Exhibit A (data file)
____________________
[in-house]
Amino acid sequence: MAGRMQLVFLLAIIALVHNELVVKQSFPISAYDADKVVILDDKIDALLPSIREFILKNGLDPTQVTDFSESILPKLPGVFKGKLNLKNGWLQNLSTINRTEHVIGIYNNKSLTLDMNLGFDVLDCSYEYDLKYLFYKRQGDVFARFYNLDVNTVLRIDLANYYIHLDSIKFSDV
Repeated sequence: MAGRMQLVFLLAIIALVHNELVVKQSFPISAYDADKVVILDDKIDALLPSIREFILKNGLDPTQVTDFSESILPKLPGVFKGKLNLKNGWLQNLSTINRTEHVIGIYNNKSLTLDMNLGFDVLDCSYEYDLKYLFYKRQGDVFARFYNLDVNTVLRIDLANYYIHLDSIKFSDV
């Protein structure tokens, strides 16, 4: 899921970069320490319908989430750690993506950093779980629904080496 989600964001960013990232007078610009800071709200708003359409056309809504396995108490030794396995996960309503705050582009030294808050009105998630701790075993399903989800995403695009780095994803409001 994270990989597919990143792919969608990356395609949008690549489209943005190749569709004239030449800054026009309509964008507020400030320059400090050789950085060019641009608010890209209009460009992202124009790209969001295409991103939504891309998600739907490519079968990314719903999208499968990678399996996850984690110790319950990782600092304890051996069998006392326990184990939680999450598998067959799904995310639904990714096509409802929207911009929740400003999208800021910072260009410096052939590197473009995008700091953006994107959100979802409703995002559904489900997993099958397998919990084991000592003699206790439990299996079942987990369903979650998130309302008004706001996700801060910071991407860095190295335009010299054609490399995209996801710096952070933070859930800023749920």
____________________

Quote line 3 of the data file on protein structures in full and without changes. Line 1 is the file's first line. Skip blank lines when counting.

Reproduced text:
Repeated sequence: MAGRMQLVFLLAIIALVHNELVVKQSFPISAYDADKVVILDDKIDALLPSIREFILKNGLDPTQVTDFSESILPKLPGVFKGKLNLKNGWLQNLSTINRTEHVIGIYNNKSLTLDMNLGFDVLDCSYEYDLKYLFYKRQGDVFARFYNLDVNTVLRIDLANYYIHLDSIKFSDV